climate zombies

They prowl the halls of Congress, moaning for caaasshh.

Their stupid has gone viral.

And if they win, humanity loses.

Grist thanks its sponsors. Become one.

I’m tracking Climate Zombies: every Republican candidate for House, Senate, and governor who doubts, denies, or derides the science of climate change. Today, I finish up all states west of the Rocky Mountains, throw in Minnesota as a bonus, and find not one, but two Republican incumbents who admit the reality of climate change.

The extraordinary hostility of this year’s crop of Republican candidates toward climate science, which started being documented in the blogosphere, is finally drawing mainstream attention. Two columns from very different points of view come to nearly identical conclusions. In the conservative-leaning National Journal, Ronald Brownstein discusses “GOP Gives Climate Science A Cold Shoulder“:

Republicans in this country are coalescing around a uniquely dismissive position on climate change. The GOP is stampeding toward an absolutist rejection of climate science that appears unmatched among major political parties around the globe, even conservative ones … it is difficult to identify another major political party in any democracy as thoroughly dismissive of climate science as is the GOP here.

Michael Mann, the Penn State climate scientist whose emails were spun by climate deniers, has a personal reason for urging the country to get the anti-science bent out of politics:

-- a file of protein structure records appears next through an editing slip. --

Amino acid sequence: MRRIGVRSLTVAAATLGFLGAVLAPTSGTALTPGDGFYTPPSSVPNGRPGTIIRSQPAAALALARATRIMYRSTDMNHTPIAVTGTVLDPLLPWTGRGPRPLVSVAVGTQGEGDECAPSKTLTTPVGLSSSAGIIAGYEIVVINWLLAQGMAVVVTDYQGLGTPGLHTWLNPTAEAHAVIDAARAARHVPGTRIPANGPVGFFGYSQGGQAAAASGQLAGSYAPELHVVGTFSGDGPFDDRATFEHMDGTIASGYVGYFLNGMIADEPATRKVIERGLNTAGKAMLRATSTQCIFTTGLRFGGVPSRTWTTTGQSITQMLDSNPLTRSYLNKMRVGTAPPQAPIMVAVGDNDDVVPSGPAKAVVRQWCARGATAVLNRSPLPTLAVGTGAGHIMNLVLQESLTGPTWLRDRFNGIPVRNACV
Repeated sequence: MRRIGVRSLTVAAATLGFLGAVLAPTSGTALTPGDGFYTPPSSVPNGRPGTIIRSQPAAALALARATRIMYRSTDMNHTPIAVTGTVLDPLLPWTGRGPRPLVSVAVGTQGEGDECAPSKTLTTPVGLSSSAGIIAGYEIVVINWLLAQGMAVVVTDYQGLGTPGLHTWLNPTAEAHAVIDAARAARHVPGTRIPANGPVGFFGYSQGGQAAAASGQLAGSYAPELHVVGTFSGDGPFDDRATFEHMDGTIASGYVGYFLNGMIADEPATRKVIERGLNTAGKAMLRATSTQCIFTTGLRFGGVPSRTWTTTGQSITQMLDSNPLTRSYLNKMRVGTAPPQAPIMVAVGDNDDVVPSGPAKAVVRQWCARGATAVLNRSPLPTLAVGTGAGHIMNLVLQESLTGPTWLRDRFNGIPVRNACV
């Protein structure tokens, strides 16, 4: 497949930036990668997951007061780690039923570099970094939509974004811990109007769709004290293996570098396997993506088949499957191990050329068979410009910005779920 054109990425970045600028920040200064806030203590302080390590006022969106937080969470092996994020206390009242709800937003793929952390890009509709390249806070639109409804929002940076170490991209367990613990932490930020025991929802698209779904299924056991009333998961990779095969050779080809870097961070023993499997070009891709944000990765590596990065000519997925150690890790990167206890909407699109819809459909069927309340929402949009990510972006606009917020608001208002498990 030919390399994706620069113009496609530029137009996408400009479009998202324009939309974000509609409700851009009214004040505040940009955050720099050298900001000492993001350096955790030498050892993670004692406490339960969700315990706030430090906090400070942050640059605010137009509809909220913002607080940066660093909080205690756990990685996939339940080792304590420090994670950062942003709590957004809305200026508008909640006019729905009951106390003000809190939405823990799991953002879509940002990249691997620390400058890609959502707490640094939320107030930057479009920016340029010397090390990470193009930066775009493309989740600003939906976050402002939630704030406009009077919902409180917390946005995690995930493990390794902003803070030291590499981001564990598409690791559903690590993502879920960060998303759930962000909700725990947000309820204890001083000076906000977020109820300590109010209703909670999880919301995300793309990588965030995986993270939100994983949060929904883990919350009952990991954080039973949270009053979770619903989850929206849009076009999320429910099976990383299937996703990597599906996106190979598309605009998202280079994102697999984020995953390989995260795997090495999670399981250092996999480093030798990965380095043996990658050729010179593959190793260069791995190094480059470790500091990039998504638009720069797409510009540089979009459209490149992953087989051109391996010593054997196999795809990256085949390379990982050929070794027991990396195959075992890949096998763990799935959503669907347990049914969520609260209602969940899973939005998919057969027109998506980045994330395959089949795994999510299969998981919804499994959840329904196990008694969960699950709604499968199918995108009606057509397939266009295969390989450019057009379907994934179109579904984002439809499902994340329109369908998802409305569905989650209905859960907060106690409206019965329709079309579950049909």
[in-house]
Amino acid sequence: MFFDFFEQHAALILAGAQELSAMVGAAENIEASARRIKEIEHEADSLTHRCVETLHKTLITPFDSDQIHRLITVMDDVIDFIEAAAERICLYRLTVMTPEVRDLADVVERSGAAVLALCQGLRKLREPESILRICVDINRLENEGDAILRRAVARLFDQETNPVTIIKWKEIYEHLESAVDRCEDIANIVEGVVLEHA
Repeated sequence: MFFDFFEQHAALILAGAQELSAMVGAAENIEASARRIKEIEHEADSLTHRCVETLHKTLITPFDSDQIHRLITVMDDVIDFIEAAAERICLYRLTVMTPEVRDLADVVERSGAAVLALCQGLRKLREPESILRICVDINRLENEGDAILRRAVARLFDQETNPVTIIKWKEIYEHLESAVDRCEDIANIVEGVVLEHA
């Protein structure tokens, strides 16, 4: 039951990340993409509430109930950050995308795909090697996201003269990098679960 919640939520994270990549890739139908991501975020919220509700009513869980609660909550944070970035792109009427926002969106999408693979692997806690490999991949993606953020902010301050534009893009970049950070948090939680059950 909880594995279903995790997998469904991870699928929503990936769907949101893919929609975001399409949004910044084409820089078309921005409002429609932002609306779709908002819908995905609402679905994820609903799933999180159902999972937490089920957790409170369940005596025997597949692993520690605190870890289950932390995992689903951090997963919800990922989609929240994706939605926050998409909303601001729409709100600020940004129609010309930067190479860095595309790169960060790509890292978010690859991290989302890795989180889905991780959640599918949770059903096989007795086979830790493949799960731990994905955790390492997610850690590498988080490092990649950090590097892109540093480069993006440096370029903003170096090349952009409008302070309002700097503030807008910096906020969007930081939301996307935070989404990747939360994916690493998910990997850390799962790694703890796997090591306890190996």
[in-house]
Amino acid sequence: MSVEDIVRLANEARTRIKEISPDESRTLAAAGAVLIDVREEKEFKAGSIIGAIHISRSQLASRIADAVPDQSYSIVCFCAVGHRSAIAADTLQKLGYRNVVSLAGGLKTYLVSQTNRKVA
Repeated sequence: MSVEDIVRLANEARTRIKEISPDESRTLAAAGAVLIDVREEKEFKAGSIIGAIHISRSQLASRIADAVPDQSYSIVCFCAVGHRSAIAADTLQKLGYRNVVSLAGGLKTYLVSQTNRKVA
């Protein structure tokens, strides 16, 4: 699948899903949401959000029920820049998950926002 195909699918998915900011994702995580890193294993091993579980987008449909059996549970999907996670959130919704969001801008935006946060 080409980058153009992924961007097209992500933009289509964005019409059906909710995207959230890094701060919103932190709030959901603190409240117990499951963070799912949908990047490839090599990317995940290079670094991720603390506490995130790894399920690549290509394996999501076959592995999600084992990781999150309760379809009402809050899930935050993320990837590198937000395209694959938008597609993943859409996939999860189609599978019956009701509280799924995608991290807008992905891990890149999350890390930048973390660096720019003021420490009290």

Grist thanks its sponsors. Become one.

Challenges to policy proposals for how to deal with this problem should be welcome — indeed, a good-faith debate is essential for wise public policymaking.

But the attacks against the science must stop. They are not good-faith questioning of scientific research. They are anti-science.

How can I assure young researchers in climate science that if they make a breakthrough in our understanding about how human activity is altering our climate that they, too, will not be dragged through a show trial at a congressional hearing?


For a blue-green state, Oregon is surprisingly infested. Senate candidate Jim Huffman, who signed the Koch/Americans For Prosperity “no climate tax” pledge, demonizes settled science. Gubernatorial candidate Chris Dudley had been described as “squirrelly” on the issue until last week’s debate when he told the nation that “I don’t know how much [global warming] is man-made and how much is natural.” Incumbent Rep. Greg Walden (Ore.-02) is the bosom buddy of Rep. Joe Barton (Texas-06). House candidate Scott Bruun (Ore.-05), reversing positions taken in 2006, now believes that the jury is out. I don’t have any information on challenger Rob Cornilles, running for Congress in a very green district (Ore.-01), although his website seems to favor green energy.